Kusserow on Compliance: OIG releases two reports questioning quality of hospice care

80% surveyed hospices had deficiencies

Many cases of harm to beneficiaries cited

The OIG released two reports which found hospices participating in Medicare had one or more deficiencies in the quality of care they provided to their patients. The OIG cited cases where beneficiaries were seriously harmed by poor care or facilities failed to act in cases of abuse. In its reports, the OIG made several recommendations to strengthen safeguards.

In one report—Hospice Deficiencies Pose Risks to Medicare Beneficiariesthe OIG identified significant vulnerabilities in the Medicare hospice benefit and found over 80 percent of these hospices had at least one deficiency. These included poor care planning, mismanagement of aide services, and inadequate assessments of beneficiaries. Over 20 percent of hospices had a serious “condition-level” deficiency, which means that “the hospice’s capacity to furnish adequate care is substantially limited or adversely affects the health and safety of patients.” The OIG called upon CMS to: (1) strengthen the survey process; (2) establish additional enforcement remedies; (3) provide more information to beneficiaries and their caregivers; (4) expand the deficiency data that accrediting organizations report to CMS to strengthen its oversight of hospices; (5) seek statutory authority to include information from accrediting organizations on Hospice Compare; (6) include on Hospice Compare the survey reports from State agencies; (7) include on Hospice Compare the survey reports from accrediting organizations, once authority is obtained; (8) educate hospices about common deficiencies and those that pose particular risks to beneficiaries; and (9) increase oversight of hospices with a history of serious deficiencies.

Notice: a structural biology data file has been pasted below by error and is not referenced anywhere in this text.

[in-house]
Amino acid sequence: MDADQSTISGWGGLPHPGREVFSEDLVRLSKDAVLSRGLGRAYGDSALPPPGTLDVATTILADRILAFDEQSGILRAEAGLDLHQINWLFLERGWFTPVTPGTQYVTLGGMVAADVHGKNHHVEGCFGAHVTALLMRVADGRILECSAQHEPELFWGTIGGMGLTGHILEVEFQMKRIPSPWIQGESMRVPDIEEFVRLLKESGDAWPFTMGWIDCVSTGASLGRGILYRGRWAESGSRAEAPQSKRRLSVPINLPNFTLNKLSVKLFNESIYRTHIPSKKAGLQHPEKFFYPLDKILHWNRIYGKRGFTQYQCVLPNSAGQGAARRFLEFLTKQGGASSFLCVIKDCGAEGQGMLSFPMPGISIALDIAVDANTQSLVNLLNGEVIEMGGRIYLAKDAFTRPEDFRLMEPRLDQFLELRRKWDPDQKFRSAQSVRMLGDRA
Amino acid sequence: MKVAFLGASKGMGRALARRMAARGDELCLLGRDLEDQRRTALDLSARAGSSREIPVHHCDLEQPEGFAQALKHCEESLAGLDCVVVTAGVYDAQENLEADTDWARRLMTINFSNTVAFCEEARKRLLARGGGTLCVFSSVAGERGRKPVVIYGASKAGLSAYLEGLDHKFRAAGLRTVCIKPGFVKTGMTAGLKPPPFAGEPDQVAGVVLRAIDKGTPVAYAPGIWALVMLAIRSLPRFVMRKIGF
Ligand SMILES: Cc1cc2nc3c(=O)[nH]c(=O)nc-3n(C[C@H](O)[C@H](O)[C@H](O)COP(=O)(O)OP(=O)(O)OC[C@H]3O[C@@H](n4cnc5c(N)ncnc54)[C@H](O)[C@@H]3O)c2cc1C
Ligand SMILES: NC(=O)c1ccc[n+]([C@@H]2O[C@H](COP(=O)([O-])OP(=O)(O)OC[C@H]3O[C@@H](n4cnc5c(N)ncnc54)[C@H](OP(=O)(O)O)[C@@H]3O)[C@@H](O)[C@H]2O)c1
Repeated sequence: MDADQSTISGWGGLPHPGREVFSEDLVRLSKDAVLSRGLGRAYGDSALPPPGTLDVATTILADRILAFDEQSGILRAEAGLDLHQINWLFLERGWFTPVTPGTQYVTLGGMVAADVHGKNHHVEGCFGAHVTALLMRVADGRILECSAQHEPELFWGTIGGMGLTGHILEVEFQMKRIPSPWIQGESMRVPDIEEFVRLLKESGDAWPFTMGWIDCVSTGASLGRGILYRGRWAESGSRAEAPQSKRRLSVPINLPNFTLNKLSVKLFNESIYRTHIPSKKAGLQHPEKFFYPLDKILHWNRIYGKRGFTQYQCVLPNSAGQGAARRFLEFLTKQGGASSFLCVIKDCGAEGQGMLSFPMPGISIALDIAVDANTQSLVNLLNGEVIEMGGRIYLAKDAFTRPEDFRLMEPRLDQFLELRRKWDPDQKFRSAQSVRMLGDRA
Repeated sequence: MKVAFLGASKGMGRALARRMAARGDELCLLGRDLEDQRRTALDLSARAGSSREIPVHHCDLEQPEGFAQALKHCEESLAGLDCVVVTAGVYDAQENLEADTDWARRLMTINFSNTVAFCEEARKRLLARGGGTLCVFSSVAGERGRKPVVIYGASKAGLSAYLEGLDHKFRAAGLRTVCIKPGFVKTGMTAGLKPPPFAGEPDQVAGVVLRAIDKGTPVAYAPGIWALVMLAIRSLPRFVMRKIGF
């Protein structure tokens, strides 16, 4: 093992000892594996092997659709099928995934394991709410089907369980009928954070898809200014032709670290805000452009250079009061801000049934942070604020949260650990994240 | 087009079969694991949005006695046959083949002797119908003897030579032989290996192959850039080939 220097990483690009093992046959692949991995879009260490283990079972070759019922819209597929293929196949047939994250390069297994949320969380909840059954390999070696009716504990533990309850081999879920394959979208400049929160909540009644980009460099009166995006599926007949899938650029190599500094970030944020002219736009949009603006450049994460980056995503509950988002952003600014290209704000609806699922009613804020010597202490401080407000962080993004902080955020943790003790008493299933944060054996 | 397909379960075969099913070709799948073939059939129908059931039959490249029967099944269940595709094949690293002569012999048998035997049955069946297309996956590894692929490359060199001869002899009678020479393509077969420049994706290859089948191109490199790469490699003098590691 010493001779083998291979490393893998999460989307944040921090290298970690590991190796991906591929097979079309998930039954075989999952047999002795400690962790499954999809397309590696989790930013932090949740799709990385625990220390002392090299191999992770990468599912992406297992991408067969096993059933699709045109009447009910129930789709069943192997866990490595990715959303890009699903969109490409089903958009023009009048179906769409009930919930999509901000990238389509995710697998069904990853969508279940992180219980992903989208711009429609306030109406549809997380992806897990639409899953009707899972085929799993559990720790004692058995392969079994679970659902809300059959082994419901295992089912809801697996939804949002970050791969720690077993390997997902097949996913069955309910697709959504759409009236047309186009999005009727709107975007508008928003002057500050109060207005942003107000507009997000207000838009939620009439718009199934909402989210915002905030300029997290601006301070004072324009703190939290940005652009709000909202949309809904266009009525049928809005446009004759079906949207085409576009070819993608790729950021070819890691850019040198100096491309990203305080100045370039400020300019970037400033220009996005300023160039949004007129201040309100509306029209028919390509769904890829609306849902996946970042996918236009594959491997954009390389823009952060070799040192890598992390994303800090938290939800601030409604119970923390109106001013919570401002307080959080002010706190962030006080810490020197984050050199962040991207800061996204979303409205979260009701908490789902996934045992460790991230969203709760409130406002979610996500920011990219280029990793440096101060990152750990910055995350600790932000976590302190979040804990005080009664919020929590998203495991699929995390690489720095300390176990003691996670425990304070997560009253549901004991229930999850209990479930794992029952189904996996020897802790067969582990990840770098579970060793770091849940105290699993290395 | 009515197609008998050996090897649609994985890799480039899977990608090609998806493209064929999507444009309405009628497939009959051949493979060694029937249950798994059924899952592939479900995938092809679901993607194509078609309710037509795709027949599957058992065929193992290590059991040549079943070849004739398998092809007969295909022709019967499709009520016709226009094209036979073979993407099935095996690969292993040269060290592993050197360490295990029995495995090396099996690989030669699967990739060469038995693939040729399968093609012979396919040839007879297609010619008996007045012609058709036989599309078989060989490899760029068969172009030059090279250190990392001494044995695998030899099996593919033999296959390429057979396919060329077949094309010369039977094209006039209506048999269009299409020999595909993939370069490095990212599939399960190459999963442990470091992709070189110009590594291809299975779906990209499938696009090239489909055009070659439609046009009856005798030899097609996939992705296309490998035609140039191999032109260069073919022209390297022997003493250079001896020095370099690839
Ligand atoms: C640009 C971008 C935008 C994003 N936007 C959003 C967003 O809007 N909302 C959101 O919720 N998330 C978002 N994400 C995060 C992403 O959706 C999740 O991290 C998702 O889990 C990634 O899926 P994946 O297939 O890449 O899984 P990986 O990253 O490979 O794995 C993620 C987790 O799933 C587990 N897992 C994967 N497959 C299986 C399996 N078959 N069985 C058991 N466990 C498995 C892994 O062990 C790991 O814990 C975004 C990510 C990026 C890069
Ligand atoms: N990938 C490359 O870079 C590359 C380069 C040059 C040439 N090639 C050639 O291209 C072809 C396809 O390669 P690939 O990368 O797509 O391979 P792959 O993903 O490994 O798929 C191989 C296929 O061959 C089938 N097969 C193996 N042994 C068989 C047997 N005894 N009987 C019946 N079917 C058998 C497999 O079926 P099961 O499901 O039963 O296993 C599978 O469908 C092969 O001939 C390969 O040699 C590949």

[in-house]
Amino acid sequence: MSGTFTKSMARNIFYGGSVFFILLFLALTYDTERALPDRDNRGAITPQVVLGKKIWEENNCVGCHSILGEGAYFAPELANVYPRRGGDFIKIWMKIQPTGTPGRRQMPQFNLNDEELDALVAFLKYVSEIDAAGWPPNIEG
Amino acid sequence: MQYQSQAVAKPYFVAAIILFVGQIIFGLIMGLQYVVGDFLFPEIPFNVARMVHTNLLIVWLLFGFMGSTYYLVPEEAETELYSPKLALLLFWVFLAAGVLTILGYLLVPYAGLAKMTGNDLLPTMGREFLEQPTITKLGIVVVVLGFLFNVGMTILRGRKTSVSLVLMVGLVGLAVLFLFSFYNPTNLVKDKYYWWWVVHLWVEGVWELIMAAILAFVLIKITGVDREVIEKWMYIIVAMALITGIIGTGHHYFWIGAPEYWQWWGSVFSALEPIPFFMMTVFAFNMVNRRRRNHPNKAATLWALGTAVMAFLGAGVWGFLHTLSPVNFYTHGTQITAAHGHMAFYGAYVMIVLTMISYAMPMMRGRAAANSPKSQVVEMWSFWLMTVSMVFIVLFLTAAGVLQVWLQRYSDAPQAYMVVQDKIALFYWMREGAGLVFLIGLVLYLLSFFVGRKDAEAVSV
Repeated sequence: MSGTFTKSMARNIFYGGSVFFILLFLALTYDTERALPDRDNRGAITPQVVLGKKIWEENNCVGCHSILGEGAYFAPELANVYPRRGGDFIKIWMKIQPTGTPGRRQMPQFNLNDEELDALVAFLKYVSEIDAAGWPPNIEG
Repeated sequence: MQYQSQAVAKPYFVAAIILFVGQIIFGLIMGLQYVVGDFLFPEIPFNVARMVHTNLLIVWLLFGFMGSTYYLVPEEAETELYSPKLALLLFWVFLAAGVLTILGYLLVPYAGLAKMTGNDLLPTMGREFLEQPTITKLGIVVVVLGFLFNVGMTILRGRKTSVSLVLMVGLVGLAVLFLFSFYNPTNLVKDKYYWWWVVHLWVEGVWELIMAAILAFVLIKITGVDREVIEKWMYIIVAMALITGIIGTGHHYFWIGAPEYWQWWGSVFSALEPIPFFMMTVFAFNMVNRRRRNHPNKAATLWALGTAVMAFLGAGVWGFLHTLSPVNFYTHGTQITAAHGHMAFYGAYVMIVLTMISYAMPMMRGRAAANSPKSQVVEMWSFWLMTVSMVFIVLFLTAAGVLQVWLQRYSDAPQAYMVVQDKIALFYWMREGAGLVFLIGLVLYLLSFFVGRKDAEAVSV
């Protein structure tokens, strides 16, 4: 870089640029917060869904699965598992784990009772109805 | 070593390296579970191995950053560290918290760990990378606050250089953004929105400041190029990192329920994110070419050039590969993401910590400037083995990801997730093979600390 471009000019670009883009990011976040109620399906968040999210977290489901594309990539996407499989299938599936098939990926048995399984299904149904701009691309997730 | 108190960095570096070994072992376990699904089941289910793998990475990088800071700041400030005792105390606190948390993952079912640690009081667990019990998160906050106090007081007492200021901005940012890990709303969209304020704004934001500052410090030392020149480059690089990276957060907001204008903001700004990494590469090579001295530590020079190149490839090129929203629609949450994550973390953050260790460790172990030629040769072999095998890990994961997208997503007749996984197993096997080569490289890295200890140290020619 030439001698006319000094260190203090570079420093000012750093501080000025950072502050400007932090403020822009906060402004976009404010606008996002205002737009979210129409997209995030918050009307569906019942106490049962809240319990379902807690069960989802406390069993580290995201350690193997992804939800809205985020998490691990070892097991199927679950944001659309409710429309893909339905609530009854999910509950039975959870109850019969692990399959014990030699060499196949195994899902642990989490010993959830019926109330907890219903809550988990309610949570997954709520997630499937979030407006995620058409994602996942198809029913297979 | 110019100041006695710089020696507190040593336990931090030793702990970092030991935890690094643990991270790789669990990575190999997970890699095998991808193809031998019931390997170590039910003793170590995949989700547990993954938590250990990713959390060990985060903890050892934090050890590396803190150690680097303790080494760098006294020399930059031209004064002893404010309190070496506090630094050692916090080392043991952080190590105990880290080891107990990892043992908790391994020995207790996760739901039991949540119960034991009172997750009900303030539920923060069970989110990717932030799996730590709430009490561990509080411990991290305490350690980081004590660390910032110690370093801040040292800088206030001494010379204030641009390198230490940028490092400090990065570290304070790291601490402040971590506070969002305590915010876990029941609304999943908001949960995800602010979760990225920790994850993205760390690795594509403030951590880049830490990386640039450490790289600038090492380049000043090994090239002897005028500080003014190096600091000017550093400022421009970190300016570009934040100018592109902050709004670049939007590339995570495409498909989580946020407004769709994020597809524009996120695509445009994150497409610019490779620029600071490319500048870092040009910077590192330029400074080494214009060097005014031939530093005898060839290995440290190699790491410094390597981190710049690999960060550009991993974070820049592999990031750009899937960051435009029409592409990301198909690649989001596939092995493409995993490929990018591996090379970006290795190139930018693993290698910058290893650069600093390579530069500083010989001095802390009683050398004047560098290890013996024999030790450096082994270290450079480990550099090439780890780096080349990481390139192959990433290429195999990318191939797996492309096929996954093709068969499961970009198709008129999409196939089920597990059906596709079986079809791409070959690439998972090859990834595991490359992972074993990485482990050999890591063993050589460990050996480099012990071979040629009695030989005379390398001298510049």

In its second report—Safeguards Must Be Strengthened To Protect Medicare Hospice Beneficiaries From Harm—the OIG described specific instances of harm to hospice beneficiaries and identified vulnerabilities in CMS’s efforts to prevent and address harm. Some instances of harm resulted from hospices providing poor care to beneficiaries and some resulted from abuse by caregivers or others and the hospice failing to act. Cases revealed vulnerabilities in beneficiary protections that CMS must address. The OIG called for CMS to: (1) seek statutory authority to establish additional, intermediate remedies for poor hospice performance; (2) strengthen requirements for hospices to report abuse, neglect, and other harm; (3) ensure that hospices are educating staff to recognize signs of abuse, neglect, and other harm; (4) strengthen guidance for surveyors to report crimes to local law enforcement; (5) monitor surveyors’ use of immediate jeopardy; and (6) improve and make user-friendly the process for beneficiaries and caregivers to make complaints.

 

Richard P. Kusserow served as DHHS Inspector General for 11 years. He currently is CEO of Strategic Management Services, LLC (SM), a firm that has assisted more than 3,000 organizations and entities with compliance related matters. The SM sister company, CRC, provides a wide range of compliance tools including sanction-screening.

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Copyright © 2019 Strategic Management Services, LLC. Published with permission.